Shapiro: It's tough to even quantify or to appropriately say how important it is. We basically have to excel at every aspect of player acquisition. And we have to continue to look for opportunities whenever they exist, because we are largely not going to be players in Major League free agency. It's going to be more of an exception than a rule. So how we draft, how we sign internationally, how we trade, how we develop and our efforts to retain our players when there's that agreeable multiyear deal are all going to be essential for us to be able to sustain a competitive team.
None of this is new or surprising. The 2013 offseason was the exception, not the rule. If the Indians are going to keep a window of contention open for more than a season or two, it’s going to be because of sustained success in the draft, the international free agent market, and by maximizing value in trades when the do eventually move their own homegrown talent. It’s why the added draft pick and bonus allotment compensation from losing Ubaldo Jimenez is such a big deal. It’s how the club will reload after losing their next big free agent, whether that be Justin Masterson, Jason Kipnis or (gulp) Francisco Lindor.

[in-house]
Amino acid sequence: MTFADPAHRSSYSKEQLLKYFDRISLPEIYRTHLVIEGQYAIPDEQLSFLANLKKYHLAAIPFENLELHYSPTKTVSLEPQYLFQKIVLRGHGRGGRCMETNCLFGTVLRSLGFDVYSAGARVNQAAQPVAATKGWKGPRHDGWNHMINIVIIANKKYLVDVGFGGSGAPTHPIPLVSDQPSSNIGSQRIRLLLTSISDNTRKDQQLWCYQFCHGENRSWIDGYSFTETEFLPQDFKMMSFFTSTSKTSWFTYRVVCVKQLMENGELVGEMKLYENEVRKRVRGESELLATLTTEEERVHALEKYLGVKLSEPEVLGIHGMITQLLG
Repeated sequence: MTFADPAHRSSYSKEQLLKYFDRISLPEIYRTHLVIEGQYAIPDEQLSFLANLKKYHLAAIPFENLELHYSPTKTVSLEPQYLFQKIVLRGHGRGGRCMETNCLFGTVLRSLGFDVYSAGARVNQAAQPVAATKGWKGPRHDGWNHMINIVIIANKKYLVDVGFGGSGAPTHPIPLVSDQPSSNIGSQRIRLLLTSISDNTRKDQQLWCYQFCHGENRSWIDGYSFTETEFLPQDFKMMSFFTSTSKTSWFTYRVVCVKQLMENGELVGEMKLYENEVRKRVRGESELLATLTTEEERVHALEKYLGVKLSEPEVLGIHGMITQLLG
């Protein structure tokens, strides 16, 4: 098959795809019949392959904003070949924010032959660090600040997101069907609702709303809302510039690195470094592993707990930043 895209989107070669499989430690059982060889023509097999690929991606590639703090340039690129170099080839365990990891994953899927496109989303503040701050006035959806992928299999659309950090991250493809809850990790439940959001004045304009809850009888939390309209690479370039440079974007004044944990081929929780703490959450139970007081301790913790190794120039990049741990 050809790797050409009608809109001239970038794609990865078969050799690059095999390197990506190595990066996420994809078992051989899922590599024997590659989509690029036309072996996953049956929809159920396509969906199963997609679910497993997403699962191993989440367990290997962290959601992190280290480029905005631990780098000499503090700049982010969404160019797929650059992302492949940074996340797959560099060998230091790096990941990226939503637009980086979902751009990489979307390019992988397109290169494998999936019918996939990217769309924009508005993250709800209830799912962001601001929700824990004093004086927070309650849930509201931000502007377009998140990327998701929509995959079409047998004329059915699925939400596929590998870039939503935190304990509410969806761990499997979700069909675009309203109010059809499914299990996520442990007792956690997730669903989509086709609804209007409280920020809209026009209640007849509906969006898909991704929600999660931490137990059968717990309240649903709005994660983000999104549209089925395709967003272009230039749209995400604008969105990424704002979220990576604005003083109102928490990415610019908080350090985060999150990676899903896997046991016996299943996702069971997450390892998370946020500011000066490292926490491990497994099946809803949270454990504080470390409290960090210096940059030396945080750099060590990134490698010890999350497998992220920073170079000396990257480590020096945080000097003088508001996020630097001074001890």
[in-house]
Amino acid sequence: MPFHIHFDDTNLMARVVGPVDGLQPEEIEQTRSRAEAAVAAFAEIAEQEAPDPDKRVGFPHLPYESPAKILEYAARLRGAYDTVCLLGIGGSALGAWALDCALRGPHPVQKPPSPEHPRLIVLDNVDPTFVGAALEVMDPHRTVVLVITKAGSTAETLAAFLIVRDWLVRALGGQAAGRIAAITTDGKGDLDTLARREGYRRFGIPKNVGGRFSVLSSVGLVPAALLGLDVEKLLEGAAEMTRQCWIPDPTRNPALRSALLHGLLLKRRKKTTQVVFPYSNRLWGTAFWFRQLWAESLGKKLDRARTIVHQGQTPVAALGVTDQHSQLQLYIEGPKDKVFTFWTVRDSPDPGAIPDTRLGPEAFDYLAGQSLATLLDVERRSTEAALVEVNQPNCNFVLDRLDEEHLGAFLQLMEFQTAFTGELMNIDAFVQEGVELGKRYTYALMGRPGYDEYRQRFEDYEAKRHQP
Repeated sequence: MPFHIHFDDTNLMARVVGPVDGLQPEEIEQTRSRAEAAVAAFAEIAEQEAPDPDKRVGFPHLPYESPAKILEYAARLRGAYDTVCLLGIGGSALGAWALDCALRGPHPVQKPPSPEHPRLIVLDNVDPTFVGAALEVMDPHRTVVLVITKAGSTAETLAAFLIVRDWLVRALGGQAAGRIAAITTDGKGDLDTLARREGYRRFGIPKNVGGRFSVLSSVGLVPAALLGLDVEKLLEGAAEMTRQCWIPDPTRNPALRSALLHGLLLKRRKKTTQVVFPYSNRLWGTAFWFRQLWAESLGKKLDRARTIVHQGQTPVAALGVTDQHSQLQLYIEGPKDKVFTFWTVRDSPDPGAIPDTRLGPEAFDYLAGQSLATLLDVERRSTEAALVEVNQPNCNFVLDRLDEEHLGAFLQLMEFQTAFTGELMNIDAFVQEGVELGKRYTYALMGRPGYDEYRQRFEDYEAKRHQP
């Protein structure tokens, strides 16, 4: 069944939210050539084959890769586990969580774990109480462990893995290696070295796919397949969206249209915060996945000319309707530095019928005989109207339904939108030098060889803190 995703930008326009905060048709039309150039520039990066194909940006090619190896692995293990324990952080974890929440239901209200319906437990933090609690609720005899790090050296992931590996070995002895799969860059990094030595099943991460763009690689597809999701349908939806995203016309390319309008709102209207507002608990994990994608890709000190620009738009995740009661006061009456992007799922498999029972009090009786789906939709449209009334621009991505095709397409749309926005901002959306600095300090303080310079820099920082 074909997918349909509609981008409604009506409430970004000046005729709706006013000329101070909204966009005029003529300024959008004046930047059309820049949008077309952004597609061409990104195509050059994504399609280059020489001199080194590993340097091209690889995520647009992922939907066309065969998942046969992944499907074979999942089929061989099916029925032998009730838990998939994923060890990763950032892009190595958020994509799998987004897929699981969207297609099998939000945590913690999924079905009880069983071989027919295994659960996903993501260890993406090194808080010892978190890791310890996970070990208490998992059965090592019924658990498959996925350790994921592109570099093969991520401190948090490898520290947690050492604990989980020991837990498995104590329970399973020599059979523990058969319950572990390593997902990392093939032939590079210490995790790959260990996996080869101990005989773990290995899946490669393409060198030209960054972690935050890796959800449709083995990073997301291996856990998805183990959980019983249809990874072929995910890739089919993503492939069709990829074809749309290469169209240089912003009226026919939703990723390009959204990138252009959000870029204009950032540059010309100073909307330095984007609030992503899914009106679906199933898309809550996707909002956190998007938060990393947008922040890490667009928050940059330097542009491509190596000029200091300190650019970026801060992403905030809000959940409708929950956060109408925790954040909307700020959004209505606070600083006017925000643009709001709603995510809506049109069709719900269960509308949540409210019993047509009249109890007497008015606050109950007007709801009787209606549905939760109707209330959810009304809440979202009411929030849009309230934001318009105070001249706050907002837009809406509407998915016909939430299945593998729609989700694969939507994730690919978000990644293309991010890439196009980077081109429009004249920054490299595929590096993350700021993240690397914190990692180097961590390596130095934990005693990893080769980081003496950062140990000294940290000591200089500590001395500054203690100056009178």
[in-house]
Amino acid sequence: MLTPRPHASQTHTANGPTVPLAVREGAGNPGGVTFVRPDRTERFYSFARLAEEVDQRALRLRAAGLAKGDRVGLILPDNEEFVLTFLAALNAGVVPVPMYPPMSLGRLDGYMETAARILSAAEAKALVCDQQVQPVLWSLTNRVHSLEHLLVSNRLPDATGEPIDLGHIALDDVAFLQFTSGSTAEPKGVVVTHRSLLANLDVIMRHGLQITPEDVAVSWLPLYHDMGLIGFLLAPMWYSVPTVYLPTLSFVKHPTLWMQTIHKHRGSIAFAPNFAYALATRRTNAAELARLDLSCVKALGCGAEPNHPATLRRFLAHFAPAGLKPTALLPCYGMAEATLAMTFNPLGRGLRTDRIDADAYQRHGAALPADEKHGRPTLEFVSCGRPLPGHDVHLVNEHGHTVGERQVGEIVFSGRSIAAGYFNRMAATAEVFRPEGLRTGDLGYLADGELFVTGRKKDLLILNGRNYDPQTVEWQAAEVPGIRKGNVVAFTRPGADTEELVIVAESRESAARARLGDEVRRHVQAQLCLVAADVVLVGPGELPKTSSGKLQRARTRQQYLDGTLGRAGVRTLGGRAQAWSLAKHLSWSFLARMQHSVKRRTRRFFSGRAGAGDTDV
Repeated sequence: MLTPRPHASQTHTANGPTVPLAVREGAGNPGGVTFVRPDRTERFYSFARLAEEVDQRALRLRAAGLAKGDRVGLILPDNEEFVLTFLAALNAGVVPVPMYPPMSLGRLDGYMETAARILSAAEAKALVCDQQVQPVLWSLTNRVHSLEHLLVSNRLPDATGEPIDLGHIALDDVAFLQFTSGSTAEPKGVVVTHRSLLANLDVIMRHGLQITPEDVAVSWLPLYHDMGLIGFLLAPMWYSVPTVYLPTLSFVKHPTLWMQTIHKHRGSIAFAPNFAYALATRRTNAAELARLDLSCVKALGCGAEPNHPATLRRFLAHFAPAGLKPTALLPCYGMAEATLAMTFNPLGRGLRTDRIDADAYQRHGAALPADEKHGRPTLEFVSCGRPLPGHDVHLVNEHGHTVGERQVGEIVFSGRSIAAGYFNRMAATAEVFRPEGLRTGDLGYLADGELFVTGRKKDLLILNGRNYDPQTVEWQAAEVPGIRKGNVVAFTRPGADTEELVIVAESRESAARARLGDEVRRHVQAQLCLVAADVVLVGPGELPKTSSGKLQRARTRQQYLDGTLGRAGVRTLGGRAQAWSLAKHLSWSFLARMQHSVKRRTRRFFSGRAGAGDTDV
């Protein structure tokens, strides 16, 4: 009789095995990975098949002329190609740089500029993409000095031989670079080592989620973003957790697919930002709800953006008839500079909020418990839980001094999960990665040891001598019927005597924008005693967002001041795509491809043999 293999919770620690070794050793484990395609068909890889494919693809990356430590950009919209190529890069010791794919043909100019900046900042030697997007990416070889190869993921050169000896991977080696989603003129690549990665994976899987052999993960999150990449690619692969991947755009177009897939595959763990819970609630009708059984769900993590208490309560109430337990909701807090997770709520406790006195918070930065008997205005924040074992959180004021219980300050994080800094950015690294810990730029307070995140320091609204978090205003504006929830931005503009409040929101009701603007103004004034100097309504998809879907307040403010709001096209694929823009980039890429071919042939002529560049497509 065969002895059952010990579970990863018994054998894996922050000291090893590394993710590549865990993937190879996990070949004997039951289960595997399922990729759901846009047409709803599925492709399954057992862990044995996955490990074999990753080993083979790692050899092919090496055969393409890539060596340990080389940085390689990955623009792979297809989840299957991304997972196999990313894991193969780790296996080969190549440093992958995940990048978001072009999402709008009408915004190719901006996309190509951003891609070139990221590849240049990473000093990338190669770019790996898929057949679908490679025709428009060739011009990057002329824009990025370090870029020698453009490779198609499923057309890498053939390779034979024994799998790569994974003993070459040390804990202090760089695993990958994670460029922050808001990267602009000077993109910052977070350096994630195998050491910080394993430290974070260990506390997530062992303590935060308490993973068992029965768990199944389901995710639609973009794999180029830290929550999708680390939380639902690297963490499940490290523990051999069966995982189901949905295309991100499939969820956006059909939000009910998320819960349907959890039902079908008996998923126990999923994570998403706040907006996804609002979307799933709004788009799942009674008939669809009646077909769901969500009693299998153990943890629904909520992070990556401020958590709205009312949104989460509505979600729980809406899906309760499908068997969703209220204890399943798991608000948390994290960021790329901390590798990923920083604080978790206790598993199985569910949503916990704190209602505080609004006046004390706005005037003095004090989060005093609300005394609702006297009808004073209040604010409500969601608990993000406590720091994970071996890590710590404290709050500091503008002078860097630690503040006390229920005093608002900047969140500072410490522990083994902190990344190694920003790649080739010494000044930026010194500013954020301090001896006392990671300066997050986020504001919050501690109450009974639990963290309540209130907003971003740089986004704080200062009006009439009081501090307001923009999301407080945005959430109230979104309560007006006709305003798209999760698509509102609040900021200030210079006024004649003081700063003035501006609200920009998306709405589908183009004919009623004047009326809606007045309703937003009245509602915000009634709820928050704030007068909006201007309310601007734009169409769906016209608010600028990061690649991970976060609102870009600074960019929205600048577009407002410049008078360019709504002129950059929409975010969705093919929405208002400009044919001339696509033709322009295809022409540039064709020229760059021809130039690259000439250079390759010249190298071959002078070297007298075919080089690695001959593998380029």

On a lighter note, manager Terry Francona penned an open letter to the city of Cleveland that was published on on Monday. The letter isn’t very long, but it is plenty inspiring and will help get you fired up for the upcoming season (if for some reason you aren’t already). Having the reigning AL Manager of the Year back in the dugout is a nice lever for Antonetti to pull. Tito has been everything we’d hoped for and more when the Indians announced his hiring last winter, and this letter just goes to show how much he genuinely cares about this city and wants to bring a sustained winner to the fans.